I didn’t come in last. I didn’t even get splits for myself. I started in last and moved up. I got lapped, more than once, by the woman who won, I lapped someone, and I outkicked a college girl. This made me excited, not because I want to demoralize 19 year olds, but because I have no leg speed and I did exactly what I tell my high school kids to do: I sat on her until 75 meters to go, swung around her on the banked curve, and ran like a maniac until I crossed the line. (I actually saw her crying after the race, so this took away from my excitement a little bit. It was the first time I’d raced against anyone other than recreational runners in years, and I’d forgotten how in college, it’s not easy to shrug off an off day or congratulate a greying weirdo in cross country spikes.) After the race, I shuffled a cool down, ran into a former athlete who was there to run the mile, and couldn’t stop smiling. I slowed down massively the last mile (I ran through 2 miles in 12:14 and finished in 19:38!), my calves were already screaming at me, my weekly mileage was shot (because, let’s be honset, my college coach still refers to the “AP cooldown,” or, the shortest distance from Chicago’s outdoor track to the locker room, and all my Type-A tendencies aside, I’ve never really been of the “five mile cooldown” disposition), and I had a pounding headache, but… I ran a race on a banked track, in spikes, at almost 30 years old and no speedwork, in the middle of marathon training and I actually think it was an indoor PR!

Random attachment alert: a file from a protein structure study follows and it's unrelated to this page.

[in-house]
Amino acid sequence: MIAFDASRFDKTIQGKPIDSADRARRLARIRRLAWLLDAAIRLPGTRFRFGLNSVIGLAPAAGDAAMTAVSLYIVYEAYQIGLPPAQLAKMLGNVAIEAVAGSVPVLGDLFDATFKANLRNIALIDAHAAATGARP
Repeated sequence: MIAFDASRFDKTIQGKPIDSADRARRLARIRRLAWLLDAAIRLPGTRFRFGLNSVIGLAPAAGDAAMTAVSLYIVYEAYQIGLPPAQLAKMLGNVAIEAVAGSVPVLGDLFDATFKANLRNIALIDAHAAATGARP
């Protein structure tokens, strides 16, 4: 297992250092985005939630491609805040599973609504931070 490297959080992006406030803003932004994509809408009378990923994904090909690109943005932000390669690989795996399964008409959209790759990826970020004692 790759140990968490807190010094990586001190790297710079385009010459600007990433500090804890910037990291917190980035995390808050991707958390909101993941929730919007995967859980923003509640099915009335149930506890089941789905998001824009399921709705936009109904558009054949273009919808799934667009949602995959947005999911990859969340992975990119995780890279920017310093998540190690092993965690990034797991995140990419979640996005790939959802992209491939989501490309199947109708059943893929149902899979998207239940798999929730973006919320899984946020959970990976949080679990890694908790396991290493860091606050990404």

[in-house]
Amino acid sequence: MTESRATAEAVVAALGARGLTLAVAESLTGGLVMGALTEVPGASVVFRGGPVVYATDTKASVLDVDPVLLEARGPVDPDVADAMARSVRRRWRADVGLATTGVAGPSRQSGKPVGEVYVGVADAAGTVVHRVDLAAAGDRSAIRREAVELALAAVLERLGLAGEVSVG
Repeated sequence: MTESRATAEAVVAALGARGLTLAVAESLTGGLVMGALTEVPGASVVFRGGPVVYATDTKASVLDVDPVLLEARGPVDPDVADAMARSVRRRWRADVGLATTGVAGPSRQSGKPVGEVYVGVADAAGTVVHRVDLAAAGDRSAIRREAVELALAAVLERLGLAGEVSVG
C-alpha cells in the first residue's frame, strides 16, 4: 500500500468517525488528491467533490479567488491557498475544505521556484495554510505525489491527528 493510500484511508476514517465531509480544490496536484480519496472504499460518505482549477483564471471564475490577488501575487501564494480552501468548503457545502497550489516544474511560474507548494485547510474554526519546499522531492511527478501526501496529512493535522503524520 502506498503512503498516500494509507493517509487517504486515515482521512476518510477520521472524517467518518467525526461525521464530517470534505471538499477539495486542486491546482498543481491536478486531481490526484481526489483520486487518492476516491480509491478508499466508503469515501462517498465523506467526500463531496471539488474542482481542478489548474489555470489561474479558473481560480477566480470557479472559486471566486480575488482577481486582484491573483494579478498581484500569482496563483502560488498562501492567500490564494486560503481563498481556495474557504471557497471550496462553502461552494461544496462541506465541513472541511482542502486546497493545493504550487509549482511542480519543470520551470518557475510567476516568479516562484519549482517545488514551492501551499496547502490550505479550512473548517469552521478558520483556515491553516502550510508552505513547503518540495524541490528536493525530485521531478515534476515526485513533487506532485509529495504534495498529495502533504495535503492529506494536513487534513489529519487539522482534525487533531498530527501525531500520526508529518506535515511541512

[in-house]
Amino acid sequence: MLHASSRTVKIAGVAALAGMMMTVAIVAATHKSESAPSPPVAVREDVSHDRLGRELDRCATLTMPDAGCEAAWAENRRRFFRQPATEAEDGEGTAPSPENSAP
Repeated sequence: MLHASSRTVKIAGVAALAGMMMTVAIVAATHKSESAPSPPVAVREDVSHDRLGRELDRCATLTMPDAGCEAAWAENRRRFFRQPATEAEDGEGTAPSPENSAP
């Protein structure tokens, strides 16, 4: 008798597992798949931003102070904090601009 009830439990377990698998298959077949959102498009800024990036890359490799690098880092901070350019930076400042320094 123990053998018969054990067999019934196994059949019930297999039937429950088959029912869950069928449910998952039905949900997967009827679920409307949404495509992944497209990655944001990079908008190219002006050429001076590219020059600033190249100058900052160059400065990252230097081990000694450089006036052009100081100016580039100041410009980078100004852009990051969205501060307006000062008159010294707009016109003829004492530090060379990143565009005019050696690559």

I have been having so much fun wearing the Oiselle uniform. I feel like I’m accountable to someone, I’m inspired by the other women on the team, and, I didn’t feel quite as shabby next to the GBTC and New Balance Boston women as I might have in whatever outfit I’d have pulled together on my own.

We spent the rest of the weekend relaxing (the only running I did was very easy and included stops for photos along the Charles) and kicking off school break. Now, sitting in front of a fire, sipping wine, with dinner in the oven, I’m feeling particularly thankful for a weekend that managed to include something that terrified me, old friends, good food, and extremely sore calves.

Tempo by Necessity

Yesterday was a warm version of a typical February day in Connecticut. We’ve had mild weather all winter, so I have been spoiled (part of the reason I decided I had to do Providence this spring–who knows when I’ll get this little snow and ice in a New England winter again?), and yesterday’s 37 degree rain did not make me quick to get out the door. Usually I run right after school, either at practice with the kids I coach, or after they’re done, but before I ever step foot in my house and start thinking about all the organizing I could be doing or snacks I should be eating. Yesterday, though, I went to the grocery store, cleaned up my room a little, engaged in some of my typically paralyzing attempts to make a decision (the treadmill or outside? music or no music? a fartlek or a tempo run? strides or 200s on the track?). By the time I got out the door, I had 64 minutes before my friend planned to arrive for a dinner that I had yet to start cooking.

Thirteen minutes into my run, headed in the direction of the local high school track, I decided I’d just pick up the pace, maybe do, like, a tempo mile, recover a bit, do an actual measured mile, a few 200s and head home fresh and rested for my terrifying indoor 5k this Saturday and with plenty of time to get the veggies roasting and the dishwasher emptied.